Analyzing Track Responses to Train Braking

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The objective of this study was to suggest a response analysis framework for railway tracks that are subjected to braking. An analytical formulation was developed, in which the rail–track system was modeled as an infinite beam supported by an orthogonal Winkler foundation consisting of linear springs in perpendicular directions. The spring constants were varied over a wide range in order to represent different track types. Braking loads were simulated as representative sets of vertical and longitudinal forces, either concentrated or distributed. Considering a realistic set of model parameters, the approach was demonstrated by evaluating the track responses for a single axle and for a full train. The computations included determination of axial rail stresses, forces at the base of a sleeper, and the associated friction demand required to resist longitudinal slippage. Based on these analyses, it is concluded that longitudinal track responses have a much longer influence zone compared to vertical track responses. This implies that calculations involving a full train must be done on a case-by-case basis, i.e. they cannot be deduced from a single axle analysis. It is also found that high values of friction demand may develop at the sleeper bases indicating possible slippage. Overall, the proposed formulation provides a highly adaptable and easily implementable first-order mechanistic tool for the analysis of track responses to decelerating vehicular loads.The objective of this study was to suggest a response analysis framework for railway tracks that are subjected to braking. An analytical formulation was developed, in which the rail–track system was modeled as an infinite beam supported by an orthogonal Winkler foundation consisting of linear springs in perpendicular directions. The spring constants were varied over a wide range in order to represent different track types. Braking loads were simulated as representative sets of vertical and longitudinal forces, either concentrated or distributed. Considering a realistic set of model parameters, the approach was demonstrated by evaluating the track responses for a single axle and for a full train. The computations included determination of axial rail stresses, forces at the base of a sleeper, and the associated friction demand required to resist longitudinal slippage. Based on these analyses, it is concluded that longitudinal track responses have a much longer influence zone compared to vertical track responses. This implies that calculations involving a full train must be done on a case-by-case basis, i.e. they cannot be deduced from a single axle analysis. It is also found that high values of friction demand may develop at the sleeper bases indicating possible slippage. Overall, the proposed formulation provides a highly adaptable and easily implementable first-order mechanistic tool for the analysis of track responses to decelerating vehicular loads.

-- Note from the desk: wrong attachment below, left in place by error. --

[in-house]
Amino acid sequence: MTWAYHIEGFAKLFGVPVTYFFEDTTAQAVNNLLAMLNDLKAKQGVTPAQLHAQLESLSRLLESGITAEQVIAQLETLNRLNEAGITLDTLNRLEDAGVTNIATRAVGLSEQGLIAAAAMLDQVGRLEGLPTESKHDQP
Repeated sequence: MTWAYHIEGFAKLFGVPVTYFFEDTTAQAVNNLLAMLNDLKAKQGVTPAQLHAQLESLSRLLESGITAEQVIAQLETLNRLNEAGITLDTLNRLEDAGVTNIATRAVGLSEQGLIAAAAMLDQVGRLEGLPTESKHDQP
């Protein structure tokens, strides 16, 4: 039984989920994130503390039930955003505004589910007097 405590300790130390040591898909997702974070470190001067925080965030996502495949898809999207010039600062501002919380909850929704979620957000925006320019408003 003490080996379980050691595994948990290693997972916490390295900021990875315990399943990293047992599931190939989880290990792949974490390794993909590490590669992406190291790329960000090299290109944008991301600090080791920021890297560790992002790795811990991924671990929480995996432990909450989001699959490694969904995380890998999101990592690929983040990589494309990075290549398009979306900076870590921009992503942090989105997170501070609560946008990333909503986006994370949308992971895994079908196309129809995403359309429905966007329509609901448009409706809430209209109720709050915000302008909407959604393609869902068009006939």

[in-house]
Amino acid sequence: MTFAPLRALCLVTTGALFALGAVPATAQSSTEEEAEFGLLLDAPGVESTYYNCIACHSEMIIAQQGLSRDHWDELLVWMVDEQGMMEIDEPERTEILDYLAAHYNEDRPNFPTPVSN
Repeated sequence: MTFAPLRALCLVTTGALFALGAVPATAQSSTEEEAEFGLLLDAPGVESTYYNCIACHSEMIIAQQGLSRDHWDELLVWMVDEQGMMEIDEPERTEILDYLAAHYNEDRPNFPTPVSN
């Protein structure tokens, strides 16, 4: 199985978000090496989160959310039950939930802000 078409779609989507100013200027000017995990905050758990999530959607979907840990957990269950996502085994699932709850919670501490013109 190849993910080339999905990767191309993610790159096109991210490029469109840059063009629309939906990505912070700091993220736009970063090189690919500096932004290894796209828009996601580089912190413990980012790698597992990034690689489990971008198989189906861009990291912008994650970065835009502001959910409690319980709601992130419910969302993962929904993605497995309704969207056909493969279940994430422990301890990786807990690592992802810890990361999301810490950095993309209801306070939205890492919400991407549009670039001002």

Original languageEnglish
JournalProceedings of the Institution of Mechanical Engineers, Part F: Journal of Rail and Rapid Transit
Volume232
Issue number7
Pages (from-to)1984-1993
ISSN0954-4097
DOIs
Publication statusPublished - 2018
CitationsWeb of Science® Times Cited: No match on DOI

    Research areas

  • Railway track, Train braking, Longitudinal loads, Winkler foundation, Friction demand

ID: 146754044